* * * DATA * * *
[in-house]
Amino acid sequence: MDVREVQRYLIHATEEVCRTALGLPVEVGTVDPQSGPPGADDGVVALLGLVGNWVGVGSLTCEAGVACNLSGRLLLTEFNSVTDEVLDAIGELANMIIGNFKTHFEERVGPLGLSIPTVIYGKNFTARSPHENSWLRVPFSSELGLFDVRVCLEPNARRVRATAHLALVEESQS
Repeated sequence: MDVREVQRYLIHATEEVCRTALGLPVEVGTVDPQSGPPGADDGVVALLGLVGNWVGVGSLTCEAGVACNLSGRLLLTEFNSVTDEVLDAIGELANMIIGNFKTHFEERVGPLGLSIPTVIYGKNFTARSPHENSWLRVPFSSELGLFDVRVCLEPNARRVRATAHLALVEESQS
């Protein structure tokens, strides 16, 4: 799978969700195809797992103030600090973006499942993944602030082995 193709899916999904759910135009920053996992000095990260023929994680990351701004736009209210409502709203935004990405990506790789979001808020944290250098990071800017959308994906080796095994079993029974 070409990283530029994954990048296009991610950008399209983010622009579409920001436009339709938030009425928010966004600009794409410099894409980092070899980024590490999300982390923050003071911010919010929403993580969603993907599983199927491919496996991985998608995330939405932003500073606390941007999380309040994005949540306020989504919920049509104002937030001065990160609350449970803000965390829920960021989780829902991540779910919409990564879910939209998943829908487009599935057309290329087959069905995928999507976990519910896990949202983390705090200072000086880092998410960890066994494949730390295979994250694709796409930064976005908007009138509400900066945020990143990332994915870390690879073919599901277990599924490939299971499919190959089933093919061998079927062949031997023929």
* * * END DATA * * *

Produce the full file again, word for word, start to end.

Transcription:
[in-house]
Amino acid sequence: MDVREVQRYLIHATEEVCRTALGLPVEVGTVDPQSGPPGADDGVVALLGLVGNWVGVGSLTCEAGVACNLSGRLLLTEFNSVTDEVLDAIGELANMIIGNFKTHFEERVGPLGLSIPTVIYGKNFTARSPHENSWLRVPFSSELGLFDVRVCLEPNARRVRATAHLALVEESQS
Repeated sequence: MDVREVQRYLIHATEEVCRTALGLPVEVGTVDPQSGPPGADDGVVALLGLVGNWVGVGSLTCEAGVACNLSGRLLLTEFNSVTDEVLDAIGELANMIIGNFKTHFEERVGPLGLSIPTVIYGKNFTARSPHENSWLRVPFSSELGLFDVRVCLEPNARRVRATAHLALVEESQS
């Protein structure tokens, strides 16, 4: 799978969700195809797992103030600090973006499942993944602030082995 193709899916999904759910135009920053996992000095990260023929994680990351701004736009209210409502709203935004990405990506790789979001808020944290250098990071800017959308994906080796095994079993029974 070409990283530029994954990048296009991610950008399209983010622009579409920001436009339709938030009425928010966004600009794409410099894409980092070899980024590490999300982390923050003071911010919010929403993580969603993907599983199927491919496996991985998608995330939405932003500073606390941007999380309040994005949540306020989504919920049509104002937030001065990160609350449970803000965390829920960021989780829902991540779910919409990564879910939209998943829908487009599935057309290329087959069905995928999507976990519910896990949202983390705090200072000086880092998410960890066994494949730390295979994250694709796409930064976005908007009138509400900066945020990143990332994915870390690879073919599901277990599924490939299971499919190959089933093919061998079927062949031997023929």